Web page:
Monday, December 19, 2011

10 of 11: Gabby... & Jared

Even though this clip is from 2010, it's a lurid foreshadow of how 2011 was to begin:

And yes, sadly, there's a Nevada Angle to this story.

While she may not have been the main cause of the Tucson massacre that killed six people and wounded nineteen others, including US Congresswoman Gabrielle Giffords (D-Arizona), Sharron Angle's and the tea party's increasingly violent rhetoric certainly helped to create the environment that encouraged fringe radicals like Jared Lee Loughner to use "Second Amendment Remedies". Back in January, Pima County Sheriff Clarence Dupnik pointed it out.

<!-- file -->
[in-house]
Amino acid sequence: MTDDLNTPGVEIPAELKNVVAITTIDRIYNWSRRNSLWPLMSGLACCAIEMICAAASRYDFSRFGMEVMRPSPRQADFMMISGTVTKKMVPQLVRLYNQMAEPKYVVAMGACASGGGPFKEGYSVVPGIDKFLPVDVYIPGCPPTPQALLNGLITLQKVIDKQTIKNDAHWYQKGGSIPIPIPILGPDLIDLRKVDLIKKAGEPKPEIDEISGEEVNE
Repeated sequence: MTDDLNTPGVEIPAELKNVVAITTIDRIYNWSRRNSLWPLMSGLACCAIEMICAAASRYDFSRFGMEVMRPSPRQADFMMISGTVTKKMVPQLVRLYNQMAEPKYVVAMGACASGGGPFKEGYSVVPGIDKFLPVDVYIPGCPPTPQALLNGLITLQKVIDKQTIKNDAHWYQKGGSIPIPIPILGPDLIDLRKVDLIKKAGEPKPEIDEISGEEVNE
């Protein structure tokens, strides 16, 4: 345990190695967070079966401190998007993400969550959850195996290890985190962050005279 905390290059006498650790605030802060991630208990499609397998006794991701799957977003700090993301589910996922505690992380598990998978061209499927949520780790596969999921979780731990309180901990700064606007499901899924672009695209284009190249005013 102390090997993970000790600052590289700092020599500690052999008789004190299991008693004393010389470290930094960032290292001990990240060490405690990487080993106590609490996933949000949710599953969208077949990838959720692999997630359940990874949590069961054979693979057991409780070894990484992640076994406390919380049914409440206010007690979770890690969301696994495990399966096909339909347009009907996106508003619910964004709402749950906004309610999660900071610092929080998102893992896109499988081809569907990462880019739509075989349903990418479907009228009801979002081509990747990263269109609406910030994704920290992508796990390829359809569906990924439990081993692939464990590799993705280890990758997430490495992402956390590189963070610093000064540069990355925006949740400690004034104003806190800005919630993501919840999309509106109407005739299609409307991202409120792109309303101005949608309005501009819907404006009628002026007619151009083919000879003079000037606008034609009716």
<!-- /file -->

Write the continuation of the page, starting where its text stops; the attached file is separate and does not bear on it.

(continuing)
“When you look at unbalanced people, how they respond to the vitriol that comes out of certain mouths about tearing down the government. The anger, the hatred, the bigotry that goes on in this country is getting to be outrageous. And, unfortunately, Arizona I think has become sort of the capital. We have become the Mecca for prejudice and bigotry.” [...]

“We need to do some soul searching … It’s the vitriolic rhetoric that we hear day in and day out from people in the radio business and some people in the TV business. People tend to pooh-pooh this business about the vitriol that inflames American public opinion by the people who make a living off of that. That may be free speech but it’s not without consequences.”

And the Southern Poverty Law Center researched the origins of the conspiracy theories Loughner embraced, and found some startling clues for what motivated him to turn violent.